NASHVILLE — Deion Sanders has been all over national TV, putting Jackson State in the spotlight every time his insurance commercials air. At Tennessee State, hiring Eddie George has had a similar effect.
Thanks to their high-profile football coaches, Jackson State and Tennessee State are reaping benefits ranging from bigger crowds to more interest from top recruits to companies wanting to tap into all the hype, making deals with both universities and players under the new name, image and likeness rules.
Just as officials at the two historically Black universities hoped.
"It's just reestablishing our football brand that was so dominant for many decades and just restoring that," Tennessee State athletic director Mikki Allen said of George. "He's been everything that I could ask for in a head coach."
Allen said Tennessee State's enrollment already is up, and four- and five-star recruits are looking closely at George and the Tigers. The Nashville program hosted 317 recruits one weekend.
Tennessee State has had corporate interest from companies including The General, Best Buy and bottling sponsor Coca-Cola. A six-figure gift from trucking company Western Express started a new weight room project for the indoor complex.
The program also has partnered with OpenDorse to help athletes who have signed NIL deals with restaurants, vendors, barbershops and cellphone companies.
"There's a lot of brands who want to be connected, obviously, to our head coach," Allen said. "But then I think a lot of that star power that he has has transferred over to our student-athletes in the sport of football."
The Southwestern Athletic Conference, home to Mississippi's Jackson State, ranked 17th nationally through Oct. 31 among leagues for NIL deals tracked by OpenDorse. The SWAC also will be looking at both attendance and TV ratings to see how that might translate into new packages and more money.
"Deion Sanders coaching has brought more notoriety from a Jackson State perspective," SWAC commissioner Charles McClelland said. "Clearly, the conference benefits because if they are looking at Jackson State playing another institution, that other institution continues to get that benefit as well."
Attendance is also up. With Sanders, Jackson State averaged 41,633 at home games this season. That's a jump of 6,605 per game from 2019, the last full season before the coronavirus pandemic and a year before Jackson State hired Sanders in September 2020.
Sanders' son Shedeur, the team's starting quarterback, got his own endorsement deal with Beats by Dre. On the field, Sanders has Jackson State (10-1) playing in the Southwestern Athletic Conference championship game on Dec. 4. Tennessee State (5-6) just wrapped up its season.
"This is a tremendous feat," Sanders said on a recent SWAC coaches conference call. "People just thought we were joking when I said we believe, but we really believe without a shadow of a doubt."
The former Florida State and NFL defensive back — Sanders is in the halls of fame for both college and pro football — had a head start on George, going 4-3 earlier this year in the pandemic-delayed spring season.
George — the 1995 Heisman Trophy winner at Ohio State who was later a running back for the Tennessee Titans team that reached the Super Bowl in the 1999 season — was hired in mid-April to revive a program with 13 Black national championships after three straight losing seasons, including 2-5 this past spring. He guided Jackson State to its longest winning streak since 2016, four straight Ohio Valley Conference wins for the first time since 2013 and its best record since 2017.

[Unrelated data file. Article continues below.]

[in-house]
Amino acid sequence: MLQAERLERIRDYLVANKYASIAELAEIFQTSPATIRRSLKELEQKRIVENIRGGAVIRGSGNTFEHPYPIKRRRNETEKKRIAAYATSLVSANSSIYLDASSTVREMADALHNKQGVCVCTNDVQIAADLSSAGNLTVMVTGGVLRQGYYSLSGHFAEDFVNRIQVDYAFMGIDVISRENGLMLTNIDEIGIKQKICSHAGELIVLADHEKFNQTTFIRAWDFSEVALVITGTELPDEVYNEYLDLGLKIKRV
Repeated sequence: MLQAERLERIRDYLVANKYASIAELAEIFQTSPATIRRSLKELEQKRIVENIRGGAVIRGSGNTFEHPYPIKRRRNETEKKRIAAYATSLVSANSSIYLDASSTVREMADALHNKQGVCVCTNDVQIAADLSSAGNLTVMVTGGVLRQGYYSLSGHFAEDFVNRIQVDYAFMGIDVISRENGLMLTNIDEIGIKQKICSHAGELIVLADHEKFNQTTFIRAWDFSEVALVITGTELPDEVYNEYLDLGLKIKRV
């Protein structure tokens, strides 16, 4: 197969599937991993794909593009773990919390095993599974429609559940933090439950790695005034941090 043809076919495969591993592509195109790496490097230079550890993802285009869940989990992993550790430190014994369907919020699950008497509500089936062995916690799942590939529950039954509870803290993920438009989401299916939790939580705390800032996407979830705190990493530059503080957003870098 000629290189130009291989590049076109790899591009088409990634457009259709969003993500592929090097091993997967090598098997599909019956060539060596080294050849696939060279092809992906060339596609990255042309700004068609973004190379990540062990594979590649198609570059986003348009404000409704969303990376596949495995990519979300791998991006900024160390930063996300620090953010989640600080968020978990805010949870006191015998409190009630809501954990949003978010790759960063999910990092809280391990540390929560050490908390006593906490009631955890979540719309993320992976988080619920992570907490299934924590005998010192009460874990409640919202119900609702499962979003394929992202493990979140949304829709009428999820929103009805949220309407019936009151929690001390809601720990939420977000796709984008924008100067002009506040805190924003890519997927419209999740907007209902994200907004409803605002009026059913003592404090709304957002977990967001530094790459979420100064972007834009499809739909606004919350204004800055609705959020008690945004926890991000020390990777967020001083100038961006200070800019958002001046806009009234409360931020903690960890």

The enthusiasm around George has not translated into a boost in attendance for Tennessee State. Its largest crowd was in Memphis as part of the Southern Heritage Classic against Jackson State and Sanders. George's team did draw 8,627 for a homecoming win over Murray State, but averaged only 4,022 for four home games. That's down from an average of 8,787 over seven games in 2019.
"The only way that I can get people in the stands is to put a winning product on the field," George said. "That's it. I mean, of course I was disappointed in the fact that we didn't have fans, but that's due to the lack of success. So I have to do my part."
That's why Tennessee State will be hiring a recruiting director and improving equipment through a deal with Under Armour. George wants offices, meeting rooms, training rooms and a weight room housed in one building to streamline operations and save time.
Sanders and George have been successful enough to have their names surface for other jobs. George was linked to Akron, while Sanders reportedly interviewed with TCU while recovering from complications after foot surgery.
The man known as Coach Prime said never believe rumors, though, especially when he's been in a hospital after complications from surgery. Sanders said TCU and others are interested in what's going on at Jackson State.
"They're trying to figure out the formula," Sanders said. "There ain't no formula, man. It's loving on these kids, challenging these kids, holding these kids accountable. Making sure they maintain themselves to be smart, tough, fast and disciplined. That's the secret. Not everyone has this recipe."
That's what George wants to build as quickly as possible, and he has let his players know changes are coming.
"I don't know if you watched 'Game of Thrones,' but winter is coming," George said. "Winter is coming, and it's time to get busy."